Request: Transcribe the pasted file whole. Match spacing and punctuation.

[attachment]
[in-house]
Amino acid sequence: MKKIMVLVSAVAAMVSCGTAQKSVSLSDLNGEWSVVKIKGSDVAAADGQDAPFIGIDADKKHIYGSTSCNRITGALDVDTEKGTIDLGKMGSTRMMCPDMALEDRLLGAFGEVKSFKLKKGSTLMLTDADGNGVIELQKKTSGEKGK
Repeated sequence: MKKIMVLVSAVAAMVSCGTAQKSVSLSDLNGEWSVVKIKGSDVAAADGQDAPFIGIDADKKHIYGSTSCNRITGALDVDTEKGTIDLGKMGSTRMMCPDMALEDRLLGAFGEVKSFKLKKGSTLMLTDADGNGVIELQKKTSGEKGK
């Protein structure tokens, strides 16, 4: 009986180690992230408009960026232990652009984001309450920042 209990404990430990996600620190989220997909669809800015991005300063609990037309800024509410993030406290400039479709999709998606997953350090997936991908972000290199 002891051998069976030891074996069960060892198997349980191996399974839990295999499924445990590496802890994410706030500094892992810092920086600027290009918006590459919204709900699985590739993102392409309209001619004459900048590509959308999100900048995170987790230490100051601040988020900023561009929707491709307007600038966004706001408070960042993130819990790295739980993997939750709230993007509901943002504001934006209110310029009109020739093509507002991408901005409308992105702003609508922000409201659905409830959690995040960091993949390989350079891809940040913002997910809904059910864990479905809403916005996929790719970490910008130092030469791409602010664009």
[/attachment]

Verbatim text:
[in-house]
Amino acid sequence: MKKIMVLVSAVAAMVSCGTAQKSVSLSDLNGEWSVVKIKGSDVAAADGQDAPFIGIDADKKHIYGSTSCNRITGALDVDTEKGTIDLGKMGSTRMMCPDMALEDRLLGAFGEVKSFKLKKGSTLMLTDADGNGVIELQKKTSGEKGK
Repeated sequence: MKKIMVLVSAVAAMVSCGTAQKSVSLSDLNGEWSVVKIKGSDVAAADGQDAPFIGIDADKKHIYGSTSCNRITGALDVDTEKGTIDLGKMGSTRMMCPDMALEDRLLGAFGEVKSFKLKKGSTLMLTDADGNGVIELQKKTSGEKGK
């Protein structure tokens, strides 16, 4: 009986180690992230408009960026232990652009984001309450920042 209990404990430990996600620190989220997909669809800015991005300063609990037309800024509410993030406290400039479709999709998606997953350090997936991908972000290199 002891051998069976030891074996069960060892198997349980191996399974839990295999499924445990590496802890994410706030500094892992810092920086600027290009918006590459919204709900699985590739993102392409309209001619004459900048590509959308999100900048995170987790230490100051601040988020900023561009929707491709307007600038966004706001408070960042993130819990790295739980993997939750709230993007509901943002504001934006209110310029009109020739093509507002991408901005409308992105702003609508922000409201659905409830959690995040960091993949390989350079891809940040913002997910809904059910864990479905809403916005996929790719970490910008130092030469791409602010664009």